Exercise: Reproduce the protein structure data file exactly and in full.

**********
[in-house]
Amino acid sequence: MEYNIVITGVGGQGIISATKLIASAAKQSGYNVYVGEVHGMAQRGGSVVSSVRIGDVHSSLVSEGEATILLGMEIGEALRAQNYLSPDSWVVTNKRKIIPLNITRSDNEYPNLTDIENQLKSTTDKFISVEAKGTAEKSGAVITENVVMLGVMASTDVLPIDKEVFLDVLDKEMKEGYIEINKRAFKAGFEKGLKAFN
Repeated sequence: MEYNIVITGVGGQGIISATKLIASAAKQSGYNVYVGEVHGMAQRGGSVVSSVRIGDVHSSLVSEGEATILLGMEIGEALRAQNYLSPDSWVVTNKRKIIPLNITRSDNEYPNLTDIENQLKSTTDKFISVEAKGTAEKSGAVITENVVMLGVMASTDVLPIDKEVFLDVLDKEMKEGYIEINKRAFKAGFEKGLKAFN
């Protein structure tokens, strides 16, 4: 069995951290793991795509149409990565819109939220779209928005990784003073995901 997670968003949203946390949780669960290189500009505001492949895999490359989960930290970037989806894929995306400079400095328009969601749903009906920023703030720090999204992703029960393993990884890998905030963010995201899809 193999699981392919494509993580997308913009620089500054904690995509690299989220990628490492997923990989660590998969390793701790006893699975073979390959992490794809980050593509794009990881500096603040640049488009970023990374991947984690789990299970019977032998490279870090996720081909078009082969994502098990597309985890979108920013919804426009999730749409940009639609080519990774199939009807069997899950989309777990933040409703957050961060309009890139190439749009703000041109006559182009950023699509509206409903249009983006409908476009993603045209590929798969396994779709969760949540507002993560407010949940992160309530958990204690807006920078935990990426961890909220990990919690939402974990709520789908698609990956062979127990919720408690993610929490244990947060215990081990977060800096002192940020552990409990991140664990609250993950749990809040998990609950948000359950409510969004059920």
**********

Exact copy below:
[in-house]
Amino acid sequence: MEYNIVITGVGGQGIISATKLIASAAKQSGYNVYVGEVHGMAQRGGSVVSSVRIGDVHSSLVSEGEATILLGMEIGEALRAQNYLSPDSWVVTNKRKIIPLNITRSDNEYPNLTDIENQLKSTTDKFISVEAKGTAEKSGAVITENVVMLGVMASTDVLPIDKEVFLDVLDKEMKEGYIEINKRAFKAGFEKGLKAFN
Repeated sequence: MEYNIVITGVGGQGIISATKLIASAAKQSGYNVYVGEVHGMAQRGGSVVSSVRIGDVHSSLVSEGEATILLGMEIGEALRAQNYLSPDSWVVTNKRKIIPLNITRSDNEYPNLTDIENQLKSTTDKFISVEAKGTAEKSGAVITENVVMLGVMASTDVLPIDKEVFLDVLDKEMKEGYIEINKRAFKAGFEKGLKAFN
């Protein structure tokens, strides 16, 4: 069995951290793991795509149409990565819109939220779209928005990784003073995901 997670968003949203946390949780669960290189500009505001492949895999490359989960930290970037989806894929995306400079400095328009969601749903009906920023703030720090999204992703029960393993990884890998905030963010995201899809 193999699981392919494509993580997308913009620089500054904690995509690299989220990628490492997923990989660590998969390793701790006893699975073979390959992490794809980050593509794009990881500096603040640049488009970023990374991947984690789990299970019977032998490279870090996720081909078009082969994502098990597309985890979108920013919804426009999730749409940009639609080519990774199939009807069997899950989309777990933040409703957050961060309009890139190439749009703000041109006559182009950023699509509206409903249009983006409908476009993603045209590929798969396994779709969760949540507002993560407010949940992160309530958990204690807006920078935990990426961890909220990990919690939402974990709520789908698609990956062979127990919720408690993610929490244990947060215990081990977060800096002192940020552990409990991140664990609250993950749990809040998990609950948000359950409510969004059920």